FDCPA’s General Provisions Don’t Apply to Lenders or Attorneys Seeking Foreclosure

FDCPA’s General Provisions Don’t Apply to Lenders or Attorneys Seeking Foreclosure


Previously, under the Sixth Circuit’s decision in Glazer v. Chase Home Financial LLC, Michigan lenders and attorneys who sought non-judicial foreclosures were treated like any other “debt collector” under the FDCPA. This meant that even if the lender or attorney sent an initial communication required by statute, that communication also had to contain the “mini-Miranda” requirements of 15 U.S.C. § 1692g(a). Even more troublesome, because the Sixth Circuit found that seeking a foreclosure was “debt collection,” a debtor who invoked his or her rights under the FDCPA (such as disputing the debt in writing) could effectively slow the foreclosure process, as the FDCPA requires a “debt collector” to cease collection at that time.

The Supreme Court recently examined this very scenario in Obduskey v. McCarthy & Holthus LLP. Instead of ceasing collection, the law firm continued the foreclosure process and provided no verification of the debt. The debtor filed suit alleging what would otherwise be obvious FDCPA violations. The Court ruled that the law firm wasn’t a debt collector subject to all FDCPA provisions. The Court held that a firm whose “principal purpose . . . is the enforcement of security interests” is a debt collector only under the limited-purpose definition of the FDCPA, which in turn doesn’t require compliance with most provisions of the FDCPA, including the “mini-Miranda” notices.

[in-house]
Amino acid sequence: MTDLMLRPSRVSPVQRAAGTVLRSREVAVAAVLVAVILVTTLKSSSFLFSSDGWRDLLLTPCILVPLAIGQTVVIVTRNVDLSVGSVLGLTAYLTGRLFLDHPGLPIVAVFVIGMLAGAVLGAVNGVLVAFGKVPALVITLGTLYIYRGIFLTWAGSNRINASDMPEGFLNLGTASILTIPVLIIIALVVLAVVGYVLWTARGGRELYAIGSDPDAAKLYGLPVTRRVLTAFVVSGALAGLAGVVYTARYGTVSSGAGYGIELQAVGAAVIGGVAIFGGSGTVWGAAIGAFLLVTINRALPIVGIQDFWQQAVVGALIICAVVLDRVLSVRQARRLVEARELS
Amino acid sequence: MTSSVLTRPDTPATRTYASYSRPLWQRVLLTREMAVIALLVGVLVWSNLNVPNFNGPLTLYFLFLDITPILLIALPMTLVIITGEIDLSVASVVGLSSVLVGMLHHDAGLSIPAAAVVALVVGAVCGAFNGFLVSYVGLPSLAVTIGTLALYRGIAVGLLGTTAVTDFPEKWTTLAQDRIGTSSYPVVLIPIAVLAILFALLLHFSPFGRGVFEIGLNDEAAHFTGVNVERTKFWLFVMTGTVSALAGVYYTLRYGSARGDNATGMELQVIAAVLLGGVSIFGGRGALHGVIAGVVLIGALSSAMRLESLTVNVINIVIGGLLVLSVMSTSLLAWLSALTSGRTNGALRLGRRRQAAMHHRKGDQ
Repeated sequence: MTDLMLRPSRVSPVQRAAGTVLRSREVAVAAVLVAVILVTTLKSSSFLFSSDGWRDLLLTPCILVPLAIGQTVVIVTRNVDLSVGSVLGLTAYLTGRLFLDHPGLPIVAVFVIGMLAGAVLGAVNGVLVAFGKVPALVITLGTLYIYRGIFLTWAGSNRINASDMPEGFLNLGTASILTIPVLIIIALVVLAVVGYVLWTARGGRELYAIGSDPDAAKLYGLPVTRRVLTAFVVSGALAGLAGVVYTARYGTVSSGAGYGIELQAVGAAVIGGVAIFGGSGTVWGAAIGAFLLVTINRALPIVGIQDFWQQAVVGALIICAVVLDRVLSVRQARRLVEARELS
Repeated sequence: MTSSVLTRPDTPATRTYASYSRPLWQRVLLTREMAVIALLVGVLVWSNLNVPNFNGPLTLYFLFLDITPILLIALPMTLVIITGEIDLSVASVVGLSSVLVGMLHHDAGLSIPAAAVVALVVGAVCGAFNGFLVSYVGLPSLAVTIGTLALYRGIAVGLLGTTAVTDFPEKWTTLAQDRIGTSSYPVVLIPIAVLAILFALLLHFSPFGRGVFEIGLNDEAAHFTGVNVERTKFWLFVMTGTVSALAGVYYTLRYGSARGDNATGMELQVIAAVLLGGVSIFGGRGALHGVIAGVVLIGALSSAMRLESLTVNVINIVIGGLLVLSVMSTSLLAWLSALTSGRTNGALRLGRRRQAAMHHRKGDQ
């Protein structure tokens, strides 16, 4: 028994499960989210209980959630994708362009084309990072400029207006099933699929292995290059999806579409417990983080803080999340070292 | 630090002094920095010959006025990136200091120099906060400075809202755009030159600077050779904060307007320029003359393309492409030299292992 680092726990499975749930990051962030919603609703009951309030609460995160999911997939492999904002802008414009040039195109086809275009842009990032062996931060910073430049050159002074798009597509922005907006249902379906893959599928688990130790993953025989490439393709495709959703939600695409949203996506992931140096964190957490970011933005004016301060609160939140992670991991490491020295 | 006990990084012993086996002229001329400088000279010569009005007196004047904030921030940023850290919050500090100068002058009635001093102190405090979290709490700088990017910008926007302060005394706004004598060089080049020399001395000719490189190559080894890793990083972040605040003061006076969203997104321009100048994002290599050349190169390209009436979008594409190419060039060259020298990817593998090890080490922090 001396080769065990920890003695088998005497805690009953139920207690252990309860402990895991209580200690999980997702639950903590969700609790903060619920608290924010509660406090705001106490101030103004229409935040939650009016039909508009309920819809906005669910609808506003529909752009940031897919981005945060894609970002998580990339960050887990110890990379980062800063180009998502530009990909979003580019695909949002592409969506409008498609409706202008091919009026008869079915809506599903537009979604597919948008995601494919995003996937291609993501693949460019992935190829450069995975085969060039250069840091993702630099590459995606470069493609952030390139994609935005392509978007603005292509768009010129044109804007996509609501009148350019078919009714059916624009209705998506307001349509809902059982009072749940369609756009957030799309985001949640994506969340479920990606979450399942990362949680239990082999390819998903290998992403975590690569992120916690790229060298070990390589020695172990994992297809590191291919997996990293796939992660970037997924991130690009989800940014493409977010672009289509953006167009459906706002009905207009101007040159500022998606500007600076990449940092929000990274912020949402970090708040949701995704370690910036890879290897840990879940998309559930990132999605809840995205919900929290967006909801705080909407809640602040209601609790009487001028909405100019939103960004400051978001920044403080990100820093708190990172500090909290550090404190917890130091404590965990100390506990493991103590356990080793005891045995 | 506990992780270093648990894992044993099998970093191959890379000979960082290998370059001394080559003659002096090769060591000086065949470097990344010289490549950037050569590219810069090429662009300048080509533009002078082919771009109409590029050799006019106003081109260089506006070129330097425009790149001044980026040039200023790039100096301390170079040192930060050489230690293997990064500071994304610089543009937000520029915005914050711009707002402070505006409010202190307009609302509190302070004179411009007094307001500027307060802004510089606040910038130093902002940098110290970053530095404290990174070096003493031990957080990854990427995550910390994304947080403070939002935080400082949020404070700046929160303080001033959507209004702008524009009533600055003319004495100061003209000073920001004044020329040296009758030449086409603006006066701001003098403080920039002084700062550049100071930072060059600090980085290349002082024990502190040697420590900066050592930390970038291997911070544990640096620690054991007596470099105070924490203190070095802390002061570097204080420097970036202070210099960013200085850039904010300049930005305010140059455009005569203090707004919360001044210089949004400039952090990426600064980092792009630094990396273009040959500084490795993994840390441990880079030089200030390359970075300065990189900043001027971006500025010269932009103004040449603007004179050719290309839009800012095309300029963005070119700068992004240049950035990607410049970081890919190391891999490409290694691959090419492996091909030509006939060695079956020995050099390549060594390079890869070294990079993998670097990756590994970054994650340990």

What this means for Michigan lenders and their attorneys

Obduskey has the effect of overturning Glazer and severely limiting FDCPA application to lenders and attorneys who seek non-judicial foreclosures. Under Obduskey, lenders and their attorneys must meet a very low bar to avoid running afoul of the FDCPA—they must avoid taking or threatening to take action against real property if the lender otherwise has no legal right to do so (such as a situation where a mortgage has been satisfied). Because this conduct would likely be unlawful anyway, the FDCPA no longer provides any real burden to lenders and their attorneys.

It remains to be seen how Obduskey will affect communications regarding the enforcement of other security interests, such as construction liens, since communications prior to foreclosure are not required by statute. But certainly an argument could be made that if a communication seeks collection prior to enforcement of other security interests (such as initiating a construction-lien foreclosure action), that communication may not be subject to all FDCPA requirements.

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